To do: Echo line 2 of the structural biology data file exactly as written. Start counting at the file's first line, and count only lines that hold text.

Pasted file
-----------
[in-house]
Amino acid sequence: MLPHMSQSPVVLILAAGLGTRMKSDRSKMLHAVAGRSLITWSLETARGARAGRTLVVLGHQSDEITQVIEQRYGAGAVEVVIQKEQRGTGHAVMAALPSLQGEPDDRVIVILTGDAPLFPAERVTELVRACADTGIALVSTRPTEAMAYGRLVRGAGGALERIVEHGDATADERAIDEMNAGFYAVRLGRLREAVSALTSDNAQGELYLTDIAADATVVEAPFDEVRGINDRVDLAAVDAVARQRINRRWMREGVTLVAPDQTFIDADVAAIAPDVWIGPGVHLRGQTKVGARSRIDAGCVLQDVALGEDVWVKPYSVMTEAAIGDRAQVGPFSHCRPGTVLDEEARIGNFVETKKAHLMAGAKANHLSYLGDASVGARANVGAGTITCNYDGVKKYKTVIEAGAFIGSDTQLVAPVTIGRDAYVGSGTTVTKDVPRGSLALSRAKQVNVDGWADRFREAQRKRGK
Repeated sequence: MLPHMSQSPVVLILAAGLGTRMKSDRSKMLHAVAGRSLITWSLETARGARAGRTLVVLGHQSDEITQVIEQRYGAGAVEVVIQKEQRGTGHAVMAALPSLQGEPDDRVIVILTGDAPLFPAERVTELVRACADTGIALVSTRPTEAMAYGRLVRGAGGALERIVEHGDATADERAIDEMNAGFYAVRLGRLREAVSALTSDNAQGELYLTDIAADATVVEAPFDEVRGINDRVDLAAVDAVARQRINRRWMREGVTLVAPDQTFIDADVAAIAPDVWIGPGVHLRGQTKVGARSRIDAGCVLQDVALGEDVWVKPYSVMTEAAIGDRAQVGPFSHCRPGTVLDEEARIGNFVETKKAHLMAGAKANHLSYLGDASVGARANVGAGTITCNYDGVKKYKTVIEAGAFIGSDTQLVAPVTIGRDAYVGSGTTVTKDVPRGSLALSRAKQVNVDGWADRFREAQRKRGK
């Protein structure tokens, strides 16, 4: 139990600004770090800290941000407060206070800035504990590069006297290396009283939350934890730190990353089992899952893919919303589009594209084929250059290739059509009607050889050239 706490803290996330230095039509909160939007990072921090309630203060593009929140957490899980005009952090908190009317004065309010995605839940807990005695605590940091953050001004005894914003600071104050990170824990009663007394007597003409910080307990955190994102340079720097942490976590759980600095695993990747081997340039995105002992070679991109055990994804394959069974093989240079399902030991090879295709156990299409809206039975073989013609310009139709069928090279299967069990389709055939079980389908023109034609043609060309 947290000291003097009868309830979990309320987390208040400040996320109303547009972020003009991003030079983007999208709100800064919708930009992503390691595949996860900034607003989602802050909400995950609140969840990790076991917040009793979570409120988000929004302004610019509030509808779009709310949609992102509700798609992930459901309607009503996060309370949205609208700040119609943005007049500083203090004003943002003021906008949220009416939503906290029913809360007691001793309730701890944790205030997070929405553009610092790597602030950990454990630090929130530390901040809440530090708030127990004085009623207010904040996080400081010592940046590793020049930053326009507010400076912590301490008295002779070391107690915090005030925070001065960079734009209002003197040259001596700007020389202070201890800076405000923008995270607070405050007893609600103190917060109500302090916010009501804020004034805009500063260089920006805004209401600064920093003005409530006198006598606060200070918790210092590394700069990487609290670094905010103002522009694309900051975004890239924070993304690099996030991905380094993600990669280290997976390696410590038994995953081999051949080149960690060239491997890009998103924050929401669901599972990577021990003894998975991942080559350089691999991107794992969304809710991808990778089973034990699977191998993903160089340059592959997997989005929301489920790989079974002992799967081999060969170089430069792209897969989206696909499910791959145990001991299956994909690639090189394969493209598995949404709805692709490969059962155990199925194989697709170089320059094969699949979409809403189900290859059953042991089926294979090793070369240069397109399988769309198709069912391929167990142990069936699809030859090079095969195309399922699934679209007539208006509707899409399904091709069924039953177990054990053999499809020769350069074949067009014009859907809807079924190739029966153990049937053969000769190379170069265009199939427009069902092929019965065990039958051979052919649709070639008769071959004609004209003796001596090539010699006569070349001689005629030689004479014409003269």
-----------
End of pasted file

Amino acid sequence: MLPHMSQSPVVLILAAGLGTRMKSDRSKMLHAVAGRSLITWSLETARGARAGRTLVVLGHQSDEITQVIEQRYGAGAVEVVIQKEQRGTGHAVMAALPSLQGEPDDRVIVILTGDAPLFPAERVTELVRACADTGIALVSTRPTEAMAYGRLVRGAGGALERIVEHGDATADERAIDEMNAGFYAVRLGRLREAVSALTSDNAQGELYLTDIAADATVVEAPFDEVRGINDRVDLAAVDAVARQRINRRWMREGVTLVAPDQTFIDADVAAIAPDVWIGPGVHLRGQTKVGARSRIDAGCVLQDVALGEDVWVKPYSVMTEAAIGDRAQVGPFSHCRPGTVLDEEARIGNFVETKKAHLMAGAKANHLSYLGDASVGARANVGAGTITCNYDGVKKYKTVIEAGAFIGSDTQLVAPVTIGRDAYVGSGTTVTKDVPRGSLALSRAKQVNVDGWADRFREAQRKRGK